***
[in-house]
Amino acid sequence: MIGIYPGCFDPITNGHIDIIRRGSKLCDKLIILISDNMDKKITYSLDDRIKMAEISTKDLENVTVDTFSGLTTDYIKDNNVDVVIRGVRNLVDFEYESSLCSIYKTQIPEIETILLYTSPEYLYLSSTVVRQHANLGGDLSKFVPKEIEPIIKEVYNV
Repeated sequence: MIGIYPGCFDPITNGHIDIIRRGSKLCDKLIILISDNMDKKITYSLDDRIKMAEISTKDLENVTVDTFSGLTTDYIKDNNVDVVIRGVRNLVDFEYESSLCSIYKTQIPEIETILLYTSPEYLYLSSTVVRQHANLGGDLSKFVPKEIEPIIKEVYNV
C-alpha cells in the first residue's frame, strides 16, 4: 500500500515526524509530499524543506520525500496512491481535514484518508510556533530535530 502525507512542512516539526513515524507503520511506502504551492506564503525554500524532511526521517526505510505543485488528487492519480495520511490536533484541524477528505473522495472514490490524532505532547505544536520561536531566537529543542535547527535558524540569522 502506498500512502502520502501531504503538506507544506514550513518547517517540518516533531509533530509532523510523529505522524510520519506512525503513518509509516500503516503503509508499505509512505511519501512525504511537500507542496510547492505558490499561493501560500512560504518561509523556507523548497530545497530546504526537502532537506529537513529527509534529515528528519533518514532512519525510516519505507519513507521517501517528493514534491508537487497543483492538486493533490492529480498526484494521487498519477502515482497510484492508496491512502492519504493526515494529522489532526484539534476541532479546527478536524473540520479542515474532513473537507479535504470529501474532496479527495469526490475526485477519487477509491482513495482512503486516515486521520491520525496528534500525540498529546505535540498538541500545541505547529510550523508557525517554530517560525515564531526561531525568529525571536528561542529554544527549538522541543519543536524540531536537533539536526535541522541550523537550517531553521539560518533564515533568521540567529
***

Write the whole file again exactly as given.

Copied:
[in-house]
Amino acid sequence: MIGIYPGCFDPITNGHIDIIRRGSKLCDKLIILISDNMDKKITYSLDDRIKMAEISTKDLENVTVDTFSGLTTDYIKDNNVDVVIRGVRNLVDFEYESSLCSIYKTQIPEIETILLYTSPEYLYLSSTVVRQHANLGGDLSKFVPKEIEPIIKEVYNV
Repeated sequence: MIGIYPGCFDPITNGHIDIIRRGSKLCDKLIILISDNMDKKITYSLDDRIKMAEISTKDLENVTVDTFSGLTTDYIKDNNVDVVIRGVRNLVDFEYESSLCSIYKTQIPEIETILLYTSPEYLYLSSTVVRQHANLGGDLSKFVPKEIEPIIKEVYNV
C-alpha cells in the first residue's frame, strides 16, 4: 500500500515526524509530499524543506520525500496512491481535514484518508510556533530535530 502525507512542512516539526513515524507503520511506502504551492506564503525554500524532511526521517526505510505543485488528487492519480495520511490536533484541524477528505473522495472514490490524532505532547505544536520561536531566537529543542535547527535558524540569522 502506498500512502502520502501531504503538506507544506514550513518547517517540518516533531509533530509532523510523529505522524510520519506512525503513518509509516500503516503503509508499505509512505511519501512525504511537500507542496510547492505558490499561493501560500512560504518561509523556507523548497530545497530546504526537502532537506529537513529527509534529515528528519533518514532512519525510516519505507519513507521517501517528493514534491508537487497543483492538486493533490492529480498526484494521487498519477502515482497510484492508496491512502492519504493526515494529522489532526484539534476541532479546527478536524473540520479542515474532513473537507479535504470529501474532496479527495469526490475526485477519487477509491482513495482512503486516515486521520491520525496528534500525540498529546505535540498538541500545541505547529510550523508557525517554530517560525515564531526561531525568529525571536528561542529554544527549538522541543519543536524540531536537533539536526535541522541550523537550517531553521539560518533564515533568521540567529